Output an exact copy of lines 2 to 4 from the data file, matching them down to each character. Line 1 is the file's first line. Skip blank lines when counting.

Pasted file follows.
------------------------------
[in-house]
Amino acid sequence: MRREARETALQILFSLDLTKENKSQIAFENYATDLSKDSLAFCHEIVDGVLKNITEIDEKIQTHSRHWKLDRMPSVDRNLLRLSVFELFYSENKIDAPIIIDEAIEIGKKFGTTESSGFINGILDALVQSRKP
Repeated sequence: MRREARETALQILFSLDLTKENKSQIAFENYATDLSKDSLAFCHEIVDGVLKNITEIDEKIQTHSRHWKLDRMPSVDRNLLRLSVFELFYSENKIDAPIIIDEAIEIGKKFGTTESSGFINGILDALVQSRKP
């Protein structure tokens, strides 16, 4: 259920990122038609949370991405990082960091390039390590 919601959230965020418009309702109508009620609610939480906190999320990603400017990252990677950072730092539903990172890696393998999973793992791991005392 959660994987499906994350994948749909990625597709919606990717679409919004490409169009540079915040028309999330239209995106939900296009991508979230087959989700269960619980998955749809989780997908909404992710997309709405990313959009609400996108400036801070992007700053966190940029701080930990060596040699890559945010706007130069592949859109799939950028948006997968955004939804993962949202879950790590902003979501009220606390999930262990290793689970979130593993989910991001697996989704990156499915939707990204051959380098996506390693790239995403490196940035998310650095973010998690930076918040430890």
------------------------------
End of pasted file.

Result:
Amino acid sequence: MRREARETALQILFSLDLTKENKSQIAFENYATDLSKDSLAFCHEIVDGVLKNITEIDEKIQTHSRHWKLDRMPSVDRNLLRLSVFELFYSENKIDAPIIIDEAIEIGKKFGTTESSGFINGILDALVQSRKP
Repeated sequence: MRREARETALQILFSLDLTKENKSQIAFENYATDLSKDSLAFCHEIVDGVLKNITEIDEKIQTHSRHWKLDRMPSVDRNLLRLSVFELFYSENKIDAPIIIDEAIEIGKKFGTTESSGFINGILDALVQSRKP
């Protein structure tokens, strides 16, 4: 259920990122038609949370991405990082960091390039390590 919601959230965020418009309702109508009620609610939480906190999320990603400017990252990677950072730092539903990172890696393998999973793992791991005392 959660994987499906994350994948749909990625597709919606990717679409919004490409169009540079915040028309999330239209995106939900296009991508979230087959989700269960619980998955749809989780997908909404992710997309709405990313959009609400996108400036801070992007700053966190940029701080930990060596040699890559945010706007130069592949859109799939950028948006997968955004939804993962949202879950790590902003979501009220606390999930262990290793689970979130593993989910991001697996989704990156499915939707990204051959380098996506390693790239995403490196940035998310650095973010998690930076918040430890």